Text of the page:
Databases are a key tool for anyone who wishes to organise their data efficiently. Relational databases are a simple and intuitive method of formulating information into tables that can be linked, based on data that is common to each. They enable a user to easily apply data from many different tables into a brand new one with just one query. A relational database offers a far easier way of comprehending the relationships between lots of data, which in turn provides greater understanding and novel insights which can help when making important business decisions.
Relational databases are easy to understand, highly flexible and really precise. They’re also very secure, provide data independence, and offer an intuitive data manipulation language such as SQL. SQL stands for Structured Query Language and it’s the standard language for database interoperability.
MySQL and MariaDB both use SQL and they are two of the most popular relational databases used by businesses today. Here is a useful comparison between the two:
What is MySQL?
MySQL was developed in 1995 and was one of the first open-source databases. It’s now owned by the Oracle Corporation and is considered the standard relational database.
What is MariaDB?
MariaDB was released in 2009 and is a fork of the MySQL database. A project fork is when developers take a copy of source code from one package and start an independent development on it which creates a distinct and separate piece of software. This fork database has additional features compared to MySQL and some see it as an upgrade on the original MySQL.
Relational database differences
Data replication is a method that allows you to copy information between databases.
MySQL provides one-way asynchronous replication, where the ‘Master’ database copies all the information to a ‘Slave’ database. This duplicates data, tables and attributes all at the same time.
In contrast, MariaDB does almost the same thing but with a slight difference. By providing a ‘Master’ to ‘Master’ function, you can work with multiple Master databases at the same time, leading to faster data transfers.
MySQL works with every standard property of a relational database such as table creation, views and constraints while employing usual functions like stored procedures, roles, and triggers. Primary and foreign keys are used to organise records and refer to each other when interacting with database tables.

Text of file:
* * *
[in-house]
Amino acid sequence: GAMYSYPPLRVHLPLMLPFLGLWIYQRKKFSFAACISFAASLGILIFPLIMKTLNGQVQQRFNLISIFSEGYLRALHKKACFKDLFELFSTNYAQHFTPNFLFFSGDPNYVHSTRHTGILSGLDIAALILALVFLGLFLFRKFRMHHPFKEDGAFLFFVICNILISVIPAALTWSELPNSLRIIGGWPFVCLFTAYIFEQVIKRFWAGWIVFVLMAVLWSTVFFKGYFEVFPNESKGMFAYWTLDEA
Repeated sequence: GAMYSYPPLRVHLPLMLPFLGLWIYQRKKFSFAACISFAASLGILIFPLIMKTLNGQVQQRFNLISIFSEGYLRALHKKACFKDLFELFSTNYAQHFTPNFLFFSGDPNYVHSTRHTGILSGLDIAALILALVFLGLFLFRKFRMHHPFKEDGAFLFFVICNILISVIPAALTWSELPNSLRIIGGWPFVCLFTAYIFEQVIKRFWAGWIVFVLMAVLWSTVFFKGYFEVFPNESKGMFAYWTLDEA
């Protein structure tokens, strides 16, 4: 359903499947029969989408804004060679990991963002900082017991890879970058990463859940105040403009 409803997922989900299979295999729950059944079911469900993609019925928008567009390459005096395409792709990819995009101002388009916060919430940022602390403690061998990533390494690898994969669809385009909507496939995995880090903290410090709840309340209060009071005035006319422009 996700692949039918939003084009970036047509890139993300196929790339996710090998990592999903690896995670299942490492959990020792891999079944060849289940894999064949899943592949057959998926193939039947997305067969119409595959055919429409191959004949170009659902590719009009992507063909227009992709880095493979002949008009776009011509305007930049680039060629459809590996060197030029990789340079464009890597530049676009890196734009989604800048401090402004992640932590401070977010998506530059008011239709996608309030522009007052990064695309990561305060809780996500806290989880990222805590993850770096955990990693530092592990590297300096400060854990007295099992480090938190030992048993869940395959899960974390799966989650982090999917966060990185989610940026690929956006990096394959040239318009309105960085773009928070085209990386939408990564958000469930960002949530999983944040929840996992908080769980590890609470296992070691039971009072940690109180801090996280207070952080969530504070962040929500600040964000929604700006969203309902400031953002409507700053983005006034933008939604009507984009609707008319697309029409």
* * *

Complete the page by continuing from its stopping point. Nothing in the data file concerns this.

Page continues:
As MariaDB is a forked version of MySQL, it offers similar functionality to MySQL with the same database structure and indexes. If you wish to switch from one to the other there is a degree of compatibility that can be ascertained here.
MySQL is an undemanding database that works with practically all operating systems and is written in C and C++ languages.
MariaDB is considered more advanced than MySQL as it uses Bash & Perl languages, as well as C and C++.
MySQL and MariaDB both store indexes in B-trees, a self-balancing tree data structure that maintains sorted data and allows searches, sequential access, insertions, and deletions in logarithmic time. It’s worth noting that MySQL also supports hash indexes and applies the InnoDB engine to hold the inverted list of FULLTEXT indexes.
MySQL’s owner, the Oracle Corporation, offers a subscription MySQL Database Service that offers a range of technical support services depending on the version used.
MariaDB also provides a top-quality support option that offers 24/7 technical support throughout the year. With a team of specialist developers available at any time, all issues with core functionalities of the platform can be solved speedily. Their engineers are experts in both MariaDB and MySQL, which helps a lot if you decide to switch between the two databases.
When one server isn’t enough to manage the number of requests or the amount of data, data clustering can be used. This is the process of combining more than one server (or node) to connect to a single database.
MySQL uses a technology named MySQL Cluster for data clustering. This is a specialised clustering technology that’s designed to offer shared-nothing clustering and auto-sharding. It allows you to write information to separate nodes with a two-phase commit mechanism, meaning that there isn’t a reliance on just one node.
MariaDB uses a technology called Galera Cluster which allows the reading and writing of data in multiple nodes. Its other benefits include automatic node provisioning, guaranteed writing consistency, and the automatic syncing of nodes in the event of a loss of connection. MariaDB also has the added benefit of being able to scale up by adding additional nodes, removing the need for a management node like MySQL Cluster.
MySQL and MariaDB key facts
Storage - MariaDB has more new storage engines than MySQL.
Connection pool - MariaDB has a bigger connection pool which supports up to 200,000 connections when compared to MySQL.
Replication - MariaDB replication is faster than MySQL replication.
Ownership - MariaDB is open source whereas MySQL uses some proprietary code in its Enterprise Edition.
Speed - MariaDB is faster than MySQL comparatively.
Support - MySQL supports data masking and dynamic columns while MariaDB doesn’t.
Fasthosts offers both MySQL and MariaDB on its cloud-based Virtual Private Servers. By simply loading up a VPS from Fasthosts you can choose which database app to use and enjoy the possibilities of MySQL, MariaDB or a host of other apps without the inconvenience of installation.